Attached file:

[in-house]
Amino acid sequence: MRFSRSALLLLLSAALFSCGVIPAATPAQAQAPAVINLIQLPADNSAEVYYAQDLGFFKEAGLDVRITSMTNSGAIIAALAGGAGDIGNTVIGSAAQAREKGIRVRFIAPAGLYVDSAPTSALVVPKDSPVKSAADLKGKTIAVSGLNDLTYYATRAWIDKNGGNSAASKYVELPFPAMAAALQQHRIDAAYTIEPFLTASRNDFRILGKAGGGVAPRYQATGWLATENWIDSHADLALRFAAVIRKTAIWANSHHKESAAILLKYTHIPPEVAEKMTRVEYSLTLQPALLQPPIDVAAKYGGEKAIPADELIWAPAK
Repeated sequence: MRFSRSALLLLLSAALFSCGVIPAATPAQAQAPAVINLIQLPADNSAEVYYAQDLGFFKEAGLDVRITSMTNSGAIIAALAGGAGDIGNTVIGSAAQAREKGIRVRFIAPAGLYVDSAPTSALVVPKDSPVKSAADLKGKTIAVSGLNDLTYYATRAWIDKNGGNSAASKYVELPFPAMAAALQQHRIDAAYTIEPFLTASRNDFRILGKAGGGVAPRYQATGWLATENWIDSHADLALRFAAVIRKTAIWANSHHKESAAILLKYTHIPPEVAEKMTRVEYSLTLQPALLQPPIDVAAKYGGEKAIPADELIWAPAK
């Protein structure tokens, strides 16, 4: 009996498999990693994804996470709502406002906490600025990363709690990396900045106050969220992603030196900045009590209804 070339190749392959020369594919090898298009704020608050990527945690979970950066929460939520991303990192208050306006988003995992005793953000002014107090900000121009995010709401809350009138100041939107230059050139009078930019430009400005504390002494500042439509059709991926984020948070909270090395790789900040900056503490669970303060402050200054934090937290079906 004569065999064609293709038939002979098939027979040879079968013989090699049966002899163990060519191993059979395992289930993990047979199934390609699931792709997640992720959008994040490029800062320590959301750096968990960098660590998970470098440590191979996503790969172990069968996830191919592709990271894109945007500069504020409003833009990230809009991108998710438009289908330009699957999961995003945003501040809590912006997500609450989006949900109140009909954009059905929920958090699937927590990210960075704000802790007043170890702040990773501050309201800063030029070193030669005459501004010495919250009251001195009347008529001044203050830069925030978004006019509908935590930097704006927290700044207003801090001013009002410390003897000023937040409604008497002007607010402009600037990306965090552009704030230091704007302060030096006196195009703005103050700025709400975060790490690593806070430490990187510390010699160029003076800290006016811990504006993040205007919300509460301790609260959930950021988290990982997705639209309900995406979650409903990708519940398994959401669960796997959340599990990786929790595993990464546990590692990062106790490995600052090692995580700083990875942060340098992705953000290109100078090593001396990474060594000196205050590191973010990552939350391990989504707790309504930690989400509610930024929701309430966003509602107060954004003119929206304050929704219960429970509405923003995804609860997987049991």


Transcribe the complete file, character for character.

[in-house]
Amino acid sequence: MRFSRSALLLLLSAALFSCGVIPAATPAQAQAPAVINLIQLPADNSAEVYYAQDLGFFKEAGLDVRITSMTNSGAIIAALAGGAGDIGNTVIGSAAQAREKGIRVRFIAPAGLYVDSAPTSALVVPKDSPVKSAADLKGKTIAVSGLNDLTYYATRAWIDKNGGNSAASKYVELPFPAMAAALQQHRIDAAYTIEPFLTASRNDFRILGKAGGGVAPRYQATGWLATENWIDSHADLALRFAAVIRKTAIWANSHHKESAAILLKYTHIPPEVAEKMTRVEYSLTLQPALLQPPIDVAAKYGGEKAIPADELIWAPAK
Repeated sequence: MRFSRSALLLLLSAALFSCGVIPAATPAQAQAPAVINLIQLPADNSAEVYYAQDLGFFKEAGLDVRITSMTNSGAIIAALAGGAGDIGNTVIGSAAQAREKGIRVRFIAPAGLYVDSAPTSALVVPKDSPVKSAADLKGKTIAVSGLNDLTYYATRAWIDKNGGNSAASKYVELPFPAMAAALQQHRIDAAYTIEPFLTASRNDFRILGKAGGGVAPRYQATGWLATENWIDSHADLALRFAAVIRKTAIWANSHHKESAAILLKYTHIPPEVAEKMTRVEYSLTLQPALLQPPIDVAAKYGGEKAIPADELIWAPAK
């Protein structure tokens, strides 16, 4: 009996498999990693994804996470709502406002906490600025990363709690990396900045106050969220992603030196900045009590209804 070339190749392959020369594919090898298009704020608050990527945690979970950066929460939520991303990192208050306006988003995992005793953000002014107090900000121009995010709401809350009138100041939107230059050139009078930019430009400005504390002494500042439509059709991926984020948070909270090395790789900040900056503490669970303060402050200054934090937290079906 004569065999064609293709038939002979098939027979040879079968013989090699049966002899163990060519191993059979395992289930993990047979199934390609699931792709997640992720959008994040490029800062320590959301750096968990960098660590998970470098440590191979996503790969172990069968996830191919592709990271894109945007500069504020409003833009990230809009991108998710438009289908330009699957999961995003945003501040809590912006997500609450989006949900109140009909954009059905929920958090699937927590990210960075704000802790007043170890702040990773501050309201800063030029070193030669005459501004010495919250009251001195009347008529001044203050830069925030978004006019509908935590930097704006927290700044207003801090001013009002410390003897000023937040409604008497002007607010402009600037990306965090552009704030230091704007302060030096006196195009703005103050700025709400975060790490690593806070430490990187510390010699160029003076800290006016811990504006993040205007919300509460301790609260959930950021988290990982997705639209309900995406979650409903990708519940398994959401669960796997959340599990990786929790595993990464546990590692990062106790490995600052090692995580700083990875942060340098992705953000290109100078090593001396990474060594000196205050590191973010990552939350391990989504707790309504930690989400509610930024929701309430966003509602107060954004003119929206304050929704219960429970509405923003995804609860997987049991």